It’s the usual mayhem – and this was just on a Saturday morning, I’m told it’s much more crowded when it’s dark- with thousands of people puffing and panting their way from the lower ground at the bottom of the city, up Steep Hill – and it is – to the Cathedral Quarter at the top of the city. I walked down the hill against the flow. The crowd was that dense it was difficult to pass.

The castle and the asylum grounds were open and were filled with the usual Christmas market stuff, tat and tacky gifts, mulled wine with a side order of fast food. I’ll give you that the surroundings are very special with the 1000 year old cathedral as a backdrop. And yes, at night I’m sure it provides a very special experience but, it all seems like a senseless waste of money.

I was talking to a Big Issue vendor. I asked him if he sold more papers at this event. He said he did, slightly, but that it was ‘overwhelming’. It was all too much for him and he was going home. This excess just made me think of those who have little, and how this time of year must magnify the differences.

The Jehovah’s Witnesses occupy their usual spot under the Medieval ‘Stonebow’ arch in centre of the city; all glowing, well fed faces with their leaflets and signage, “Find Family Happiness” it said. A homeless man with his swaddled canine friend sat nearby, the ghosts of Christmas shoppers drift by, faceless.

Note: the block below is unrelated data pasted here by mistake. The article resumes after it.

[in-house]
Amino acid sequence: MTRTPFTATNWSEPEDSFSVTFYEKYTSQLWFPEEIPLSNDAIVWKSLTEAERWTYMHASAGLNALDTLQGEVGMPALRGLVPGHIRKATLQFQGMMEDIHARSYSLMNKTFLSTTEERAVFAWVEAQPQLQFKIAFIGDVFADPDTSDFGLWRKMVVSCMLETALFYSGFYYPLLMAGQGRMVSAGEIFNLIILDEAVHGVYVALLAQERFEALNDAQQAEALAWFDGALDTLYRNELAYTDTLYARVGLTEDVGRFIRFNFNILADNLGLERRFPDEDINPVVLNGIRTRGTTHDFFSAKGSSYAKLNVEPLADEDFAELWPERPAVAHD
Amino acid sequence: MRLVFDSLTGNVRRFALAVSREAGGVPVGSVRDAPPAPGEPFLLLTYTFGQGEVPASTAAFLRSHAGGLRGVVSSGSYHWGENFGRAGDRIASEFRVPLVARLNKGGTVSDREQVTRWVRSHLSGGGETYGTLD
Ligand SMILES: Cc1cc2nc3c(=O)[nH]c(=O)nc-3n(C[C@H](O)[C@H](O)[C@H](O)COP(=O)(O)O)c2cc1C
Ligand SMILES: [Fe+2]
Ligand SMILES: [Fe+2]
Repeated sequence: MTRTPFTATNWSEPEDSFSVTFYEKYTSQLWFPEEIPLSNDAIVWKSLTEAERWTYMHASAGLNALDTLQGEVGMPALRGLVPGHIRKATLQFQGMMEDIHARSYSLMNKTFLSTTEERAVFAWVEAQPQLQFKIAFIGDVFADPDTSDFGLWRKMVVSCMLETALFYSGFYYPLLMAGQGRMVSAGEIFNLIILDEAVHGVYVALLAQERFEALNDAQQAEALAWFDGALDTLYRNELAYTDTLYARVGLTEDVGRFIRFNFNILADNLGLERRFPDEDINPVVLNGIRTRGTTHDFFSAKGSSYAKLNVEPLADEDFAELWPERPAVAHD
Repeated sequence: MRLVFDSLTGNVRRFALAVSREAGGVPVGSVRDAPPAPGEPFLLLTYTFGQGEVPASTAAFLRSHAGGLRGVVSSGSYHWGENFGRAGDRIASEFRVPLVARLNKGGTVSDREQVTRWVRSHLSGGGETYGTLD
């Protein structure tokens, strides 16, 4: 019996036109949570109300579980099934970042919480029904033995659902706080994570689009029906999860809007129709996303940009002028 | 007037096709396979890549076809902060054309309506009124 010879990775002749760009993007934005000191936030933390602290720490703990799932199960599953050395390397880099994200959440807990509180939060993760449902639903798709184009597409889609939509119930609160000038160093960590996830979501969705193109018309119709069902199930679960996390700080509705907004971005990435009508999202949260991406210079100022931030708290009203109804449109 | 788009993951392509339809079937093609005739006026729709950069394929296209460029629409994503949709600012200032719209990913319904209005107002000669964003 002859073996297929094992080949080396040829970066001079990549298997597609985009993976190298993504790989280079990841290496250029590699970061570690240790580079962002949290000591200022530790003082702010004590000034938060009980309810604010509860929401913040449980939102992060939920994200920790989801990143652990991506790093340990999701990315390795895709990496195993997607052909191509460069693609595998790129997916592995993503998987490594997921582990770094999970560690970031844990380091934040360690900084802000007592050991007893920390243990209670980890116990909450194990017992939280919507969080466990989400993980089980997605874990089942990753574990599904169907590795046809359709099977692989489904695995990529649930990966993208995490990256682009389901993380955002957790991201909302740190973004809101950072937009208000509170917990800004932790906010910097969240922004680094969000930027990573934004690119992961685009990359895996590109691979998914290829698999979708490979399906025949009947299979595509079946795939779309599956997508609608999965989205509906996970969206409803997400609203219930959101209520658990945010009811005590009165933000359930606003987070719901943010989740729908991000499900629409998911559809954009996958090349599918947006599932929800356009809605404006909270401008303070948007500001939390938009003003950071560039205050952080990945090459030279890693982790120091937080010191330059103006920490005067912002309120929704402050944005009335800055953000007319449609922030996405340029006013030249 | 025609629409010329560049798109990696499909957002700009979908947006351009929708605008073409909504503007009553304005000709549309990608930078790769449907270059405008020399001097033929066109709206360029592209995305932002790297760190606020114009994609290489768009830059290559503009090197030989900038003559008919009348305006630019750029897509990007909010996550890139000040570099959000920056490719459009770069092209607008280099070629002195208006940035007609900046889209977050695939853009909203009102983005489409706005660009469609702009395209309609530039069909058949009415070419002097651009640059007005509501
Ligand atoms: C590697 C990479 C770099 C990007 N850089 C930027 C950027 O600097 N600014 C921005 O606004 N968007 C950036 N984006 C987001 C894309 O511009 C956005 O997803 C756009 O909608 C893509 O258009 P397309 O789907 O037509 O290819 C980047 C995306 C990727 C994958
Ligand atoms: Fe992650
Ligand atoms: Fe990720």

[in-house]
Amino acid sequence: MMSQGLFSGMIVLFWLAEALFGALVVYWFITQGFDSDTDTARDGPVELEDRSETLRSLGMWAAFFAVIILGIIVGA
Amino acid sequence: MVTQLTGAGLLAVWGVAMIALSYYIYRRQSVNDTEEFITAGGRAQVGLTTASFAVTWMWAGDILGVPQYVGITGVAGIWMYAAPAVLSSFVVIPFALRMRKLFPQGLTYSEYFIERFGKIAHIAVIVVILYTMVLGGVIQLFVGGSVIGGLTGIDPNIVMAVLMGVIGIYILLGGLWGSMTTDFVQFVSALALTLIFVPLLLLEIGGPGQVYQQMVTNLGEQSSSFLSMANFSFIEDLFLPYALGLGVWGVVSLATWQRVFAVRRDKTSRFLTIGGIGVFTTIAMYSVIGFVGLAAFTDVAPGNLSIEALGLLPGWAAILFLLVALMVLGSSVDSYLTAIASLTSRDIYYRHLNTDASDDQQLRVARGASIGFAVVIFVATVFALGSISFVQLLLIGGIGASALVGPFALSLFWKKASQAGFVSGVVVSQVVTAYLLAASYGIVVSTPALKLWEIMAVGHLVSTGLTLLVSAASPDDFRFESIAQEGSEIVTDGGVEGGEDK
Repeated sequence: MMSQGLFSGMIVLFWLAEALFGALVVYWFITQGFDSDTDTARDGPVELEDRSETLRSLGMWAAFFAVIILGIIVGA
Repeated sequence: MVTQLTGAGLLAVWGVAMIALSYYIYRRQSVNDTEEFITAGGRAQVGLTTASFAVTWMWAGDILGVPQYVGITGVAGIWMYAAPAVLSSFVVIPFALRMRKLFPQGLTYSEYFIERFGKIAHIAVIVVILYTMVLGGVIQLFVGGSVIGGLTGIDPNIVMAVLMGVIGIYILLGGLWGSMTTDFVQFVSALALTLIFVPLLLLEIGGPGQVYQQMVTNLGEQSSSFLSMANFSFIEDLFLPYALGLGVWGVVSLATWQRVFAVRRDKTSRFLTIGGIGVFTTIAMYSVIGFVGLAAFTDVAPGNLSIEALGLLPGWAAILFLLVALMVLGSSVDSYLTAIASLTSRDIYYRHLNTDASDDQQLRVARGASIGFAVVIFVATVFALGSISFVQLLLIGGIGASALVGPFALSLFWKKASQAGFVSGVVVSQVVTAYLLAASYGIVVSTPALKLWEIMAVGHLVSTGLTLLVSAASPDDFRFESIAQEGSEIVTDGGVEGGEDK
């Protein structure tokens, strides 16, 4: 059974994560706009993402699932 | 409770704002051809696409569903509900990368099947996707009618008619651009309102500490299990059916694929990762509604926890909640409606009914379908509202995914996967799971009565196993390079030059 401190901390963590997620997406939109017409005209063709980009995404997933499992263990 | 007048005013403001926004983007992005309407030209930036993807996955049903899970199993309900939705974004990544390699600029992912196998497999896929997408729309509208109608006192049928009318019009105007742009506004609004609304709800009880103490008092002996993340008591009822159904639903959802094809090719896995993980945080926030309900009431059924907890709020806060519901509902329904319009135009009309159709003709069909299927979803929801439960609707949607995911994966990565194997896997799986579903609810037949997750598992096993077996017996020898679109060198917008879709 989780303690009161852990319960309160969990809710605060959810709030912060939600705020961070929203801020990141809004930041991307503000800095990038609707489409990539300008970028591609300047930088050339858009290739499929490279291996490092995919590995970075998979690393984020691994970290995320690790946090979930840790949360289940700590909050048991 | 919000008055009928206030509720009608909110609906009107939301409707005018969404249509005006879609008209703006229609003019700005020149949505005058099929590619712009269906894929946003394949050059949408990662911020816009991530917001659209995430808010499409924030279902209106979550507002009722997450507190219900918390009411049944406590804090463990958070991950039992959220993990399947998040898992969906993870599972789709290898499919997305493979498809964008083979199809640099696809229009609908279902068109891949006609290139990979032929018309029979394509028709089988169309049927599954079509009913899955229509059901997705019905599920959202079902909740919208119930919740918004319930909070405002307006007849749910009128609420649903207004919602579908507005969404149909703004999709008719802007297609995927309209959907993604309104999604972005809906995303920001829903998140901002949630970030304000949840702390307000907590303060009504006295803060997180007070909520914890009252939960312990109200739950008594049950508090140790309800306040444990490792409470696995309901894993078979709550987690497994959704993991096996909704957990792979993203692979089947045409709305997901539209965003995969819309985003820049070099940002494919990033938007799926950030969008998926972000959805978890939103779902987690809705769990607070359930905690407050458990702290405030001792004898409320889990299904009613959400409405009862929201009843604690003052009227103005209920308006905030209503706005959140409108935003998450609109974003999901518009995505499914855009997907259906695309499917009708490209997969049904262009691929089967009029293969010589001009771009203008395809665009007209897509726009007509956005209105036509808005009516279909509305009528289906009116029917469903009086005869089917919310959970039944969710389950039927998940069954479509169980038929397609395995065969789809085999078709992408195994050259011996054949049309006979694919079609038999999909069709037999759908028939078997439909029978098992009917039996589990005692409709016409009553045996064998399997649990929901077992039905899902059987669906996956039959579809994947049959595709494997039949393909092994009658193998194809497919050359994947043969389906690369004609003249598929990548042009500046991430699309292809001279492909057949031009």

I was struck by the tragic image created. Have’s and have not’s all in one frame. Religion and poverty side by side. Trite, hollow, unhelpful messages about imaginary friends and yet they seem oblivious to the tragedy at their feet. The Christian message – at least as I understand it – seems weak in them, perhaps in us all – and that’s from an atheists.

I’m reminded of some time spent in India when we experienced Langar* at a Gurdwara provided by the followers of Sikhism. Free food is provide for all. Langar is provided by Sikhs all around the world. Iv’e seen it in Birmingham. The Sikh community provides excellent free food to those in need, or indeed anybody who wishes to take it. That’s what you call a caring community.

*served to all, without distinction of religion, caste, gender, economic status or ethnicity.

PD Barton
Lincoln 2019